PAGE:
Throughout the season so far, I have found myself frustrated with Leicester’s lack of pressing. In games where teams have come to sit back at the King Power, such as West Brom and Middlesbrough in November, City have seemingly sat off and not been applying the pressure to teams in the same way as last season, instead allowing them to advance through the pitch. This has partly been down to the absence of pivotal figure N’Golo Kanté following his departure to Stamford Bridge, but also partly due to a reduction in the pressing from the front, in particular from Vardy and Okazaki. Although they have continued to hustle and harry defenders, they haven’t been doing so in the same manner as last term and it has meant that the Foxes are winning the ball back much deeper towards their own goal, and are unable to hit teams on the break as effectively as they have a greater distance between the ball and the opposition’s goal.
However, Saturday was a different story. Largely aided by Guardiola’s insistence to play out from the back, Vardy and Slimani could apply pressure to the Citizens’ defensive line, knowing they would rarely hoof the ball clear. Vardy, in particular, looked motivated and inspired from the outset in a way that has been lacking in recent weeks as his goal drought continued, and this helped to drive on the rest of his side. This was one of the major factors in Leicester being able to hit and punish the visitors so effectively.
But this was not all. Leicester were undoubtedly aided by Manchester City’s passing philosophy. Yes, it certainly has its benefits and can lead to some breath-taking football, but sometimes it really is a bit too much and common sense really does need to prevail. I lost count of the amount of times Manchester City put themselves in problems on the evening when trying to play out from the back. Bravo, brought in for this exact reason, looked nervous and uncomfortable as did Stones, too. But what else could Guardiola have expected? Surely he must have known that Vardy and co were going to press and try to force mistakes. So taking a goal kick across the goal-line to the centre-half and then back across doesn’t seem the best idea; but that’s just my humble opinion!
This refusal to give in ultimately cost the visitors in the second half. Although they were already three down, they were not totally out of the game and certainly had chances to get themselves back into it. But Vardy completing his hat-trick put the game beyond the reach of the visitors and epitomised their performance in truth. The goal started from yet another sloppy pass in the middle of the park (again, I lost count of how many times this happened, too), and Leicester breaking quickly. Mahrez, though, lost the ball to Stones, who touched it wide to the touchline. The young centre-half had two options on, in truth. The first was to look up and play a left-footed clearance up the line and try and find a teammate downfield. The second was to put the ball into Row Z, clear the immediate danger and allow his team to drop back (something tells me this is what Huth or Wes Morgan would have done!). But no, Stones chose a different option, turning and playing a back-pass to his goalkeeper. The problem was Jamie Vardy realised this was going to happen before Stones had even made the pass and was already on his bike to pressurise Bravo; this, coupled with the lack of power in the pass, meant that Vardy intercepted and slotted home superbly.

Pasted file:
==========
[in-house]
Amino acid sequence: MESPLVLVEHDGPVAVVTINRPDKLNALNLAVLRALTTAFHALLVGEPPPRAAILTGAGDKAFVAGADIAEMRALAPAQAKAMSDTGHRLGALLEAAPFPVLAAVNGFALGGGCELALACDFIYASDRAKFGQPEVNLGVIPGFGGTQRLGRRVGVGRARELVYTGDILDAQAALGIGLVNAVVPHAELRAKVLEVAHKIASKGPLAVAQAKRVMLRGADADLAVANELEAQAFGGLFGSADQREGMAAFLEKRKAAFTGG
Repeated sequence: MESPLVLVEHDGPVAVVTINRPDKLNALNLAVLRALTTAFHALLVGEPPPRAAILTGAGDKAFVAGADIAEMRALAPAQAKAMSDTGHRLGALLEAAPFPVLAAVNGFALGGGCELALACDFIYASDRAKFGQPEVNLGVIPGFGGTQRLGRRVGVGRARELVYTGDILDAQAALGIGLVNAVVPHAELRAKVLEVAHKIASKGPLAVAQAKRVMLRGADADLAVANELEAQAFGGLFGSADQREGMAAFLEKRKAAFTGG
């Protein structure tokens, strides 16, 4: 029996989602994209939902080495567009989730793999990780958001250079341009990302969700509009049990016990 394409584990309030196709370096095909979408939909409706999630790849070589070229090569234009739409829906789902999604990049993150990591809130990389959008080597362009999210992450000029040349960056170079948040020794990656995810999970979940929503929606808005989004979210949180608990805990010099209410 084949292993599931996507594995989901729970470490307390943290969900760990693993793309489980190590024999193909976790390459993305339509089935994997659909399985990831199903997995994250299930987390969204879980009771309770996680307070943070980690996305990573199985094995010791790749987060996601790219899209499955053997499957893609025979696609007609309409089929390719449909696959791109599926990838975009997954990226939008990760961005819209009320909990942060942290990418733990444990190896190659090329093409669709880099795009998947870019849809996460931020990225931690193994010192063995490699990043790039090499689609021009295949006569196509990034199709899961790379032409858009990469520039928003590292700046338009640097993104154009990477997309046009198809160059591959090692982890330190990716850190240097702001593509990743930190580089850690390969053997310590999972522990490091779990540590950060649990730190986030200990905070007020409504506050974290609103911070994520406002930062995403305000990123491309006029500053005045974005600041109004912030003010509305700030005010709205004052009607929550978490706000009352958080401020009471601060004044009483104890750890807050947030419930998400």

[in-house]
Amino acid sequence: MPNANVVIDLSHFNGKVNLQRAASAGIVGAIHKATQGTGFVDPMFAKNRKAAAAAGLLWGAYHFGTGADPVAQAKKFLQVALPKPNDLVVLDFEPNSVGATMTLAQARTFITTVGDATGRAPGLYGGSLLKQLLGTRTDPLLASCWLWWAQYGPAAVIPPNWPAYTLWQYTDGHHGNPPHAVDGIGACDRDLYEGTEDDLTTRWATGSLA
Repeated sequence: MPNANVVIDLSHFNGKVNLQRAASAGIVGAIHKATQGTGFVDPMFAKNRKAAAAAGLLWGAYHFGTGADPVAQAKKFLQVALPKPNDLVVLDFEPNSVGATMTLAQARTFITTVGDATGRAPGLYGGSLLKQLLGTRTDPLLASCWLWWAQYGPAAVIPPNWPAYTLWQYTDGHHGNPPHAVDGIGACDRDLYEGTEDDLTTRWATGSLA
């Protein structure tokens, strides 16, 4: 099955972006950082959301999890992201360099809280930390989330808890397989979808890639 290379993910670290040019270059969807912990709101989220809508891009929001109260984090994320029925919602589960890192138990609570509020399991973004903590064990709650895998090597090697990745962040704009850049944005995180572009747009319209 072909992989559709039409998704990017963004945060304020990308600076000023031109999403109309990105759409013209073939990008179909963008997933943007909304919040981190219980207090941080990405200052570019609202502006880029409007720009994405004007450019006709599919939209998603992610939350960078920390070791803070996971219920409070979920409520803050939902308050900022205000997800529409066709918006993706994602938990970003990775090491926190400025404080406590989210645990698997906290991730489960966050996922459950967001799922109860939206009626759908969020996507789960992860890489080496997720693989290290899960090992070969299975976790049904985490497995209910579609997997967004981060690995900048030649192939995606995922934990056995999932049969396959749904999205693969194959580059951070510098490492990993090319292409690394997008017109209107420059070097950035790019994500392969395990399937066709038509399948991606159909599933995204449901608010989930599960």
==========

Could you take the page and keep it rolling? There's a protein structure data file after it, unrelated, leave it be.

But all of that could have been avoided. For all their possession (78% to be precise), Manchester City were so sloppy with the ball at times on Saturday evening, gifting the ball to their opponents in dangerous areas. And then Stones’ decision to try and play his way out of danger with a certain Jamie Vardy lurking was not the smartest choice, either. Don’t get me wrong, I’m all for defenders stepping out of their backline, threading passes and starting attacks but there’s a time and a place for that and a time and a place for safety first; 3-0 down and looking for a route back into the game is definitely time for safety first!